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In similar fashion, the teenager needs to be able to establish the fact of their separate mind to their parents,<ref>Patrick Casement, ''Further Learning from the Patient'' (1990) p. 94</ref> even if only through a sustained state of cold rejection;<ref>Mavis Klein, ''Okay Parenting'' (1991) p. 108</ref> and again unresolved adolescent issues can lead to a mechanical counterdependence and unruly assertiveness in later life.<ref>Edward O. De Barry, ''Theological Reflection'' (2003) p. 157</ref>
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==Adult manifestations==
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The counterdependent personality has been described as being addicted to activity and suffering from [[grandiosity]], as acting strong and pushing others away.<ref>Mark Atkinson, ''True Happiness'' (2011) p. 245</ref> Out of a fear of being crowded, they avoid contact with others, something which can lead through emotional isolation to [[Depression (mood)|depression]].<ref>William Stewart, ''An A-Z of Counselling, Theory and Practice'' (2005) p. 295</ref>
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The counterdependent male in particular may pride himself on being 'manly' - not needing affection, support or warmth, and being tough, independent and normal instead<ref>Robin Skynner/John Cleese, ''Families and how to survive them'' (1993) p. 56 and p. 119-20</ref> - something still reinforced by [[Socialization#Types|gender socialisation]].<ref>Barbara Jo Brothers, ''When One Partner is Willing and the Other is Not'' (1997) p. 40</ref> Where a woman takes on the counterdependent position, it may take on the attributes of a [[True self and false self|false self]] or androcentric [[Persona (psychology)|persona]].<ref>Mary Anne Mattoon, ''Zurich 1995'' (1997) p. 119</ref>
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The apparently independent behavior of the counterdependent can act as a powerful lure for the [[Codependency|co-dependent]]<ref>Otto Fenichel, ''The Psychoanalytic Theory of Neurosis'' (1946) p. 510</ref> - though once a couple has formed the two partners - codependent/counterdependent - are sometimes found to switch roles.<ref>Weinhold, p. 10</ref>{{full|date=December 2012}}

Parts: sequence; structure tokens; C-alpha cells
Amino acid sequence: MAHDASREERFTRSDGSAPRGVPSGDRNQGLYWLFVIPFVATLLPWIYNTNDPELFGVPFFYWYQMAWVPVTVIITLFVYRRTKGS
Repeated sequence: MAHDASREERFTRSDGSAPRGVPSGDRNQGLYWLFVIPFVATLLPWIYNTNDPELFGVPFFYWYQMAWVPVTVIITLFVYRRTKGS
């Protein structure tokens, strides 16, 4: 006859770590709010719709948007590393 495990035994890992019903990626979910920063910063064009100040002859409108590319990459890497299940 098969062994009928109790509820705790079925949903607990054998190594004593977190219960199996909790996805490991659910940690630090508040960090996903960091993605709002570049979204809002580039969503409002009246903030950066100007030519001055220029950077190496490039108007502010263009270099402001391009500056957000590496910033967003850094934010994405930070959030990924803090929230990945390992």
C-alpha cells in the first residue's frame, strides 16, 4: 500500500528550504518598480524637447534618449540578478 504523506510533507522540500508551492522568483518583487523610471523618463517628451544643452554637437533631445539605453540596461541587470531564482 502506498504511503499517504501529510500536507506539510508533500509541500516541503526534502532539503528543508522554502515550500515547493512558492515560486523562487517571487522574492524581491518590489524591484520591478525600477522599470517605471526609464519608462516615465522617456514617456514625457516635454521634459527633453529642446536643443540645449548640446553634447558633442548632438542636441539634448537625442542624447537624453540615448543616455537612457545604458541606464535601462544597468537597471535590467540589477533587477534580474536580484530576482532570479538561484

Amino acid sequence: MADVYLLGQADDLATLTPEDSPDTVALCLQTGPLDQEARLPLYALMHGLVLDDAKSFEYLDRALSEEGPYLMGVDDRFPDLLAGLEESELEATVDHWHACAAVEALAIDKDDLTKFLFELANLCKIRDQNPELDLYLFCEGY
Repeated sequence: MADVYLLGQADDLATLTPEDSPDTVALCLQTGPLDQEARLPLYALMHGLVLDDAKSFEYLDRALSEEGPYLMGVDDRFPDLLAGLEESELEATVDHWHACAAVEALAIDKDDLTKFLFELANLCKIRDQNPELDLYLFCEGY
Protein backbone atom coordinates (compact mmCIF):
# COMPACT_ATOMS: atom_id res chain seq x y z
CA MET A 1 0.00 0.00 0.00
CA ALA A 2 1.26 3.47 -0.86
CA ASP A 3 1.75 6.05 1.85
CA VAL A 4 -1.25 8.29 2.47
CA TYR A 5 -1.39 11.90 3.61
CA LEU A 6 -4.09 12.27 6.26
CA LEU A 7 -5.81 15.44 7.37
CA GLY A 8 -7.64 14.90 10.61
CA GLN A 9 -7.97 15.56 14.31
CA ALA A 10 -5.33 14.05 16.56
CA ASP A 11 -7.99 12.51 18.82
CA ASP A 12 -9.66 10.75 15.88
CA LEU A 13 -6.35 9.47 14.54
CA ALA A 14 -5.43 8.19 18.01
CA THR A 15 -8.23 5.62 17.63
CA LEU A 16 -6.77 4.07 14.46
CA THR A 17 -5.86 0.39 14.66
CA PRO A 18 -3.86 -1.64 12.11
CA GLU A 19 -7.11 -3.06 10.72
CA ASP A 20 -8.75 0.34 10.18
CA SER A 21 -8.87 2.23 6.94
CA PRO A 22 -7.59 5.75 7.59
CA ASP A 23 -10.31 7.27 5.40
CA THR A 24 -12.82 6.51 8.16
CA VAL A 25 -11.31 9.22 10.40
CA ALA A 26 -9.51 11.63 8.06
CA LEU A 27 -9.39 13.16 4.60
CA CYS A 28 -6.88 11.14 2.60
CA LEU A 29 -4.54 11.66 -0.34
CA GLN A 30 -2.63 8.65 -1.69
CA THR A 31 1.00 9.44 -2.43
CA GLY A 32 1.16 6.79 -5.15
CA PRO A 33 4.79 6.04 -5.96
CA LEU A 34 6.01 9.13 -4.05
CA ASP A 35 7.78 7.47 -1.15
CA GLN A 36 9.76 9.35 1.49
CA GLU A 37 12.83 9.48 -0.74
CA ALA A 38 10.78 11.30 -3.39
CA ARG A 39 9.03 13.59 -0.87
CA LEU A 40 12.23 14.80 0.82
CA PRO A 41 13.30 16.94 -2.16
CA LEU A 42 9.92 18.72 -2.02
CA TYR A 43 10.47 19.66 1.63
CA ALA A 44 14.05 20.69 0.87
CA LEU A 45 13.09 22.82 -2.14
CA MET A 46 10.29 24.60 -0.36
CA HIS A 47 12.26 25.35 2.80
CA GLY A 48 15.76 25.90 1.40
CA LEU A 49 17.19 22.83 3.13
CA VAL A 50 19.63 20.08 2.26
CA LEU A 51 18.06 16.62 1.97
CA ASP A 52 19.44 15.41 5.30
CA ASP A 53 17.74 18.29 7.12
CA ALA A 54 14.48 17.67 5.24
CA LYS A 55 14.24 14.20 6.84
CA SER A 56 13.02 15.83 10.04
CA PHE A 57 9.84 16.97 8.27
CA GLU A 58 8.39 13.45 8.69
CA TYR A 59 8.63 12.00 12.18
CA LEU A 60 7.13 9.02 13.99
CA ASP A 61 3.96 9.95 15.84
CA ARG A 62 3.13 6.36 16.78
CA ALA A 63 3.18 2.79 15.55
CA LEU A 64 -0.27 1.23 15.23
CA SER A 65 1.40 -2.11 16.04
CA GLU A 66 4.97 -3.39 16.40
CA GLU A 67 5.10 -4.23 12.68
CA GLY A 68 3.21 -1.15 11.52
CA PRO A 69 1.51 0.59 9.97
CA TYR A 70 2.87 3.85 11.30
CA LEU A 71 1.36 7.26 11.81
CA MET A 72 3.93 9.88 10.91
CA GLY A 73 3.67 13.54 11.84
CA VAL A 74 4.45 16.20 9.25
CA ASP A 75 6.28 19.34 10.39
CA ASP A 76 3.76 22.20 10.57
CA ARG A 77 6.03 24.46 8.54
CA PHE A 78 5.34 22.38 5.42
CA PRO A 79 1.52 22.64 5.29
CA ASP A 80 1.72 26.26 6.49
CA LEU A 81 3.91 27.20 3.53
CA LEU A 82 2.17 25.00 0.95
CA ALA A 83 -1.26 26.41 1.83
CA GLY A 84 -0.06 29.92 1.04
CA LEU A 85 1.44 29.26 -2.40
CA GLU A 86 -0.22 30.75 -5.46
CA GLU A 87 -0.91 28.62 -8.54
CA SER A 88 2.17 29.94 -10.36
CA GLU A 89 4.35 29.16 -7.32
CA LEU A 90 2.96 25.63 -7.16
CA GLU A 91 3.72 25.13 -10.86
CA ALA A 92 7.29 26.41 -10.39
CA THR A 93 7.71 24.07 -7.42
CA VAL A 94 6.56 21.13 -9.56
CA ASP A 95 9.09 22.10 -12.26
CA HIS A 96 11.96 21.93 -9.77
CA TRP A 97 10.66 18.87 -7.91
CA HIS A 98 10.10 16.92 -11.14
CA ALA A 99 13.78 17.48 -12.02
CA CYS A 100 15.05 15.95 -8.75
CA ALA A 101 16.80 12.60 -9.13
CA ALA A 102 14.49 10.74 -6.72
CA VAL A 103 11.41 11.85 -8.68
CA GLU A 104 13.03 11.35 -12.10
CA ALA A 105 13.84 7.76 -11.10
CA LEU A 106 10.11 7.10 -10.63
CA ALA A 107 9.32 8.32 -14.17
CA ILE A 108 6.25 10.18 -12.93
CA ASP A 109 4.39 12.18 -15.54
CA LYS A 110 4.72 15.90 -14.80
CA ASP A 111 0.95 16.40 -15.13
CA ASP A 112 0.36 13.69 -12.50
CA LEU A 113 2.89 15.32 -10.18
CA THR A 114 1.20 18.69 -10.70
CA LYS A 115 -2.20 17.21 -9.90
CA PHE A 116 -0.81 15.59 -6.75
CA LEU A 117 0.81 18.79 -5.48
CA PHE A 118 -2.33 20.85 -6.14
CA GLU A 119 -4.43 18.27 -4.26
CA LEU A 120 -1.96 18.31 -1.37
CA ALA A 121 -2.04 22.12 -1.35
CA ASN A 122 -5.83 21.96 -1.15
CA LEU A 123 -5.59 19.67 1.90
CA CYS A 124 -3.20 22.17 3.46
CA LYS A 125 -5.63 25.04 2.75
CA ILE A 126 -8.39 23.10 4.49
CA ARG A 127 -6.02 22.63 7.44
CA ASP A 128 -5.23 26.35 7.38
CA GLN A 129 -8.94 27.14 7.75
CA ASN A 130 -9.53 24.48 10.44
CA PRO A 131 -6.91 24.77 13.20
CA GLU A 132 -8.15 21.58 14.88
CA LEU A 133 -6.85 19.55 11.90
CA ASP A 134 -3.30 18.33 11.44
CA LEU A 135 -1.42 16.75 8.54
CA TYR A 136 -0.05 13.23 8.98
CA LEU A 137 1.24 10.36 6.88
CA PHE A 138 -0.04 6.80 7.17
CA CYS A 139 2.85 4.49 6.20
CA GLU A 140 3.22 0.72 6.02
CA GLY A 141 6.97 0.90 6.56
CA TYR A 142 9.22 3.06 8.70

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In therapy, the counterdependent personality often wishes to flee treatment, as a defense against the possibility of [[Regression (psychology)|regression]].<ref>Leonard Horwitz, ''Borderline Personality Disorder'' (1996) p. 167 and p. 133-4</ref> By keeping the therapist at arm's length, and avoiding reference to feelings as far as possible, they may attempt to control the therapist so as to preserve their sense of independence.<ref>John Bowlby, ''A Secure Base'' (2000) p. 50-1</ref>
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==Existential views==
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[[Existential therapy|Existential therapists]] distinguish between interdependency on the one hand, and, on the other, both dependency and an escapist form of rebellious counterdependence.<ref>Emmy van Deurzen-Smith, ''Existential Counselling in Practice'' (1997) p. 18</ref>
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==Counter dependence transference==
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Counterdependency can present itself in a clinical situation in the form of a negative [[transference]].<ref>John Heron, ''Helping the Client'' (2001) p. 49</ref>
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In the [[Personal construct theory]] of [[George Kelly (psychologist)|George Kelly]], the term is used in another sense, to describe the therapist's transference of dependency onto the client: counter dependent transference.<ref>G. Kelly, ''The Psychology of Personal Constructs: Vol II'' (2003) p. 81-2 and p. 440</ref>
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==See also==
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* [[Attachment in adults]]
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* [[Counterphobic attitude]]
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* [[Couples therapy]]
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* [[Karpman drama triangle]]
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* [[Ludwig Binswanger]]
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* [[Oppositional defiant disorder]]
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* [[Schizoid avoidant behavior]]
   
 
[[Category:Interpersonal relationships]]